THREE BILLY GOATS GRUFF by Kathleen Phillips (with the company), directed by Phillips. Presented by Cow Over Moon Children's Theatre at Palmerston Library (560 Palmerston). July 6 at 7 pm, July 7 at 6:30 pm, July 8 and 14 at 11 am, July 9 at 2:45 pm, July 11 at 12:45 pm, July 12 at 2:30 pm, July 15 at 5:30 pm. Rating: NNNNN
Audiences at comedy clubs can be pretty tough, but they're nothing compared to a group of restless kids.
"Oh yeah, they let you know when they don't want to listen," says Kathleen Phillips , writer/director of Three Billy Goats Gruff , an irreverent take on the tale of the goats, the bridge and the nasty troll.
Phillips is best known as a Tim Sims Encouragement Fund Award-nominated character comic. But she and some of the city's other edgy alternative comics (like Katie Crown and Terrance Balazo ) are also part of Cow Over Moon Children's Theatre, a Mississauga-based company that specializes in bringing a fresh improv feel to cherished kids' classics.
"Children tend to have this absurd and abstract sense of humour," says Phillips. "Which is exactly the sort of comedy that comes out of improv."
In fact, most Cow Over Moon shows aren't fully scripted, but instead allow for audience suggestions and interaction. When a character's gone from the stage for a while, for instance, an audience member gets to provide a recap when they return.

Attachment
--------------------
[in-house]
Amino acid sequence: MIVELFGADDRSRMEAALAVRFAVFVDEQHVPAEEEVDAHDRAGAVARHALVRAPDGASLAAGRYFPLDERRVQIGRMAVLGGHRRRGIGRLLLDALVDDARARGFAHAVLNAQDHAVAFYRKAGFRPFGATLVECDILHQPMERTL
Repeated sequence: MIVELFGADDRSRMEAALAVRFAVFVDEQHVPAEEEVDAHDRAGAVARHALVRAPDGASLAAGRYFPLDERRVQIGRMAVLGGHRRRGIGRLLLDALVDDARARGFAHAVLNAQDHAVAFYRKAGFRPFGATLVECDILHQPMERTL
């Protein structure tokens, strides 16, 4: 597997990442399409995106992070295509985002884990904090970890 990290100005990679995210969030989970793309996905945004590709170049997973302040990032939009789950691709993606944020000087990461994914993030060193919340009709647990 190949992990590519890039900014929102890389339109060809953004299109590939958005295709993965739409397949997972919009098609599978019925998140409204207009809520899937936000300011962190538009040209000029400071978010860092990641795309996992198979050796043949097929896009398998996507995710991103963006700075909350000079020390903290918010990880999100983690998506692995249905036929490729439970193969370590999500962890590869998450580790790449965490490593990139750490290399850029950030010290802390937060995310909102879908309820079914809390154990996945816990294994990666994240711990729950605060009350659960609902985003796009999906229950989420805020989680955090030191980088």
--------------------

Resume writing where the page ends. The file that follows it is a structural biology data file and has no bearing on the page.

"Some of the kids' call-outs are so kooky that it really contributes to the show's vibe," she says, adding that the work with Cow Over Moon has affected her comedy.
"Sometimes a remark or situation will feed into something I can use for a monologue or character later on," says Phillips, who performs at rooms like the Joke Club, Righteous Wednesdays and the upcoming Laugh Sabbath.
The troupe has a number of successful shows under its belt, but Billy Goats marks its downtown debut.
"Kids in the suburbs don't have a lot of what kids in Toronto do," explains Phillips. When I ask if commuting is a problem, she moans. "Yeah, it's always an issue. But we've negotiated things like bus tickets now."
As for the current show, which features songs written by Phillips and Death from Above 1979's Sebastien Grainger (adding a bit more indie cred), the plot features a big bad business troll who wields bad contracts and swindles people out of land and sun.
Is there an anti-corporation message in there?
"Maybe a little bit," laughs Phillips. "But we don't focus on morals too much."